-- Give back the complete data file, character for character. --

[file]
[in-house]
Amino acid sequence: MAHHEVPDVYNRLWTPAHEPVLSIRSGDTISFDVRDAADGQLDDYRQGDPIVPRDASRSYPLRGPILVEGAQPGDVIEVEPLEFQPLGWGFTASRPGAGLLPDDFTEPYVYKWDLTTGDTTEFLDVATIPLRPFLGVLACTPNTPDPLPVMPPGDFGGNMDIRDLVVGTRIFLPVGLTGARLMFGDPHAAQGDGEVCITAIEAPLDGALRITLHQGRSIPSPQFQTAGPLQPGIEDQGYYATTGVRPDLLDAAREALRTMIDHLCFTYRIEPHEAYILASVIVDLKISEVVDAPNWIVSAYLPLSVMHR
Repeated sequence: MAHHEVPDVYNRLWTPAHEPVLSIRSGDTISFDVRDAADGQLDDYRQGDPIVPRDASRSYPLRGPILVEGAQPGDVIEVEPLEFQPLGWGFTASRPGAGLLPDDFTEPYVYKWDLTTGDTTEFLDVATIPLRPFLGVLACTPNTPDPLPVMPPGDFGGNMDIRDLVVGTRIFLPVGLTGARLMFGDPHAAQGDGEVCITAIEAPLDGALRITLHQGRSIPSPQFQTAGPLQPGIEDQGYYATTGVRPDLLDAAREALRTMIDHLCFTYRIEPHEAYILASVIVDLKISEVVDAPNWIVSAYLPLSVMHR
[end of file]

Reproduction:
[in-house]
Amino acid sequence: MAHHEVPDVYNRLWTPAHEPVLSIRSGDTISFDVRDAADGQLDDYRQGDPIVPRDASRSYPLRGPILVEGAQPGDVIEVEPLEFQPLGWGFTASRPGAGLLPDDFTEPYVYKWDLTTGDTTEFLDVATIPLRPFLGVLACTPNTPDPLPVMPPGDFGGNMDIRDLVVGTRIFLPVGLTGARLMFGDPHAAQGDGEVCITAIEAPLDGALRITLHQGRSIPSPQFQTAGPLQPGIEDQGYYATTGVRPDLLDAAREALRTMIDHLCFTYRIEPHEAYILASVIVDLKISEVVDAPNWIVSAYLPLSVMHR
Repeated sequence: MAHHEVPDVYNRLWTPAHEPVLSIRSGDTISFDVRDAADGQLDDYRQGDPIVPRDASRSYPLRGPILVEGAQPGDVIEVEPLEFQPLGWGFTASRPGAGLLPDDFTEPYVYKWDLTTGDTTEFLDVATIPLRPFLGVLACTPNTPDPLPVMPPGDFGGNMDIRDLVVGTRIFLPVGLTGARLMFGDPHAAQGDGEVCITAIEAPLDGALRITLHQGRSIPSPQFQTAGPLQPGIEDQGYYATTGVRPDLLDAAREALRTMIDHLCFTYRIEPHEAYILASVIVDLKISEVVDAPNWIVSAYLPLSVMHR